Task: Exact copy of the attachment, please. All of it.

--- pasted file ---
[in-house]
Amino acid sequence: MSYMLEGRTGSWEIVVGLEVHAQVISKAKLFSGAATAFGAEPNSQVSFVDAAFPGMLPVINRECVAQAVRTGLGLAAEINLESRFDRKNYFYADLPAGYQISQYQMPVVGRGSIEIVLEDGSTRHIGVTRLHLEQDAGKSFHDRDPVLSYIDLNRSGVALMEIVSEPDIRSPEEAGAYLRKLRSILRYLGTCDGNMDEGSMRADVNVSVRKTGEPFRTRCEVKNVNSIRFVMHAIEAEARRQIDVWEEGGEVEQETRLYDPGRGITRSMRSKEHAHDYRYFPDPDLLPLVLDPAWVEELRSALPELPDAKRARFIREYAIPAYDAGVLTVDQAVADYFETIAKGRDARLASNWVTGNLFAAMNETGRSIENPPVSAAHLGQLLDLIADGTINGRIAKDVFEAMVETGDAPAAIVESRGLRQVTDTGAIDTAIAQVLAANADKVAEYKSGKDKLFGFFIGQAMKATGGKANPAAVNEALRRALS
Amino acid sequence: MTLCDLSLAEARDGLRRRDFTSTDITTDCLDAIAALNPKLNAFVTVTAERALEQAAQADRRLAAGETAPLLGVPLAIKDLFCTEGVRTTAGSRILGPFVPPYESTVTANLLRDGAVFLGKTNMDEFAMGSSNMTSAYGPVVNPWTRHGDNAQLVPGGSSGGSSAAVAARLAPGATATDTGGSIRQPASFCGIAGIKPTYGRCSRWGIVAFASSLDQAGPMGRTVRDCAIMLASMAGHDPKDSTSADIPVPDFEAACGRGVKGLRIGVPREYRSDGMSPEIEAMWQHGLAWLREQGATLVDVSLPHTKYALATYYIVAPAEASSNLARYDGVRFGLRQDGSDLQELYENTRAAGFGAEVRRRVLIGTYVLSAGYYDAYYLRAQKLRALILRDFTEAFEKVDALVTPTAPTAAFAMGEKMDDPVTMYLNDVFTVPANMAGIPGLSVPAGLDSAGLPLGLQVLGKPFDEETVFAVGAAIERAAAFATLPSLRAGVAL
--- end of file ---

[in-house]
Amino acid sequence: MSYMLEGRTGSWEIVVGLEVHAQVISKAKLFSGAATAFGAEPNSQVSFVDAAFPGMLPVINRECVAQAVRTGLGLAAEINLESRFDRKNYFYADLPAGYQISQYQMPVVGRGSIEIVLEDGSTRHIGVTRLHLEQDAGKSFHDRDPVLSYIDLNRSGVALMEIVSEPDIRSPEEAGAYLRKLRSILRYLGTCDGNMDEGSMRADVNVSVRKTGEPFRTRCEVKNVNSIRFVMHAIEAEARRQIDVWEEGGEVEQETRLYDPGRGITRSMRSKEHAHDYRYFPDPDLLPLVLDPAWVEELRSALPELPDAKRARFIREYAIPAYDAGVLTVDQAVADYFETIAKGRDARLASNWVTGNLFAAMNETGRSIENPPVSAAHLGQLLDLIADGTINGRIAKDVFEAMVETGDAPAAIVESRGLRQVTDTGAIDTAIAQVLAANADKVAEYKSGKDKLFGFFIGQAMKATGGKANPAAVNEALRRALS
Amino acid sequence: MTLCDLSLAEARDGLRRRDFTSTDITTDCLDAIAALNPKLNAFVTVTAERALEQAAQADRRLAAGETAPLLGVPLAIKDLFCTEGVRTTAGSRILGPFVPPYESTVTANLLRDGAVFLGKTNMDEFAMGSSNMTSAYGPVVNPWTRHGDNAQLVPGGSSGGSSAAVAARLAPGATATDTGGSIRQPASFCGIAGIKPTYGRCSRWGIVAFASSLDQAGPMGRTVRDCAIMLASMAGHDPKDSTSADIPVPDFEAACGRGVKGLRIGVPREYRSDGMSPEIEAMWQHGLAWLREQGATLVDVSLPHTKYALATYYIVAPAEASSNLARYDGVRFGLRQDGSDLQELYENTRAAGFGAEVRRRVLIGTYVLSAGYYDAYYLRAQKLRALILRDFTEAFEKVDALVTPTAPTAAFAMGEKMDDPVTMYLNDVFTVPANMAGIPGLSVPAGLDSAGLPLGLQVLGKPFDEETVFAVGAAIERAAAFATLPSLRAGVAL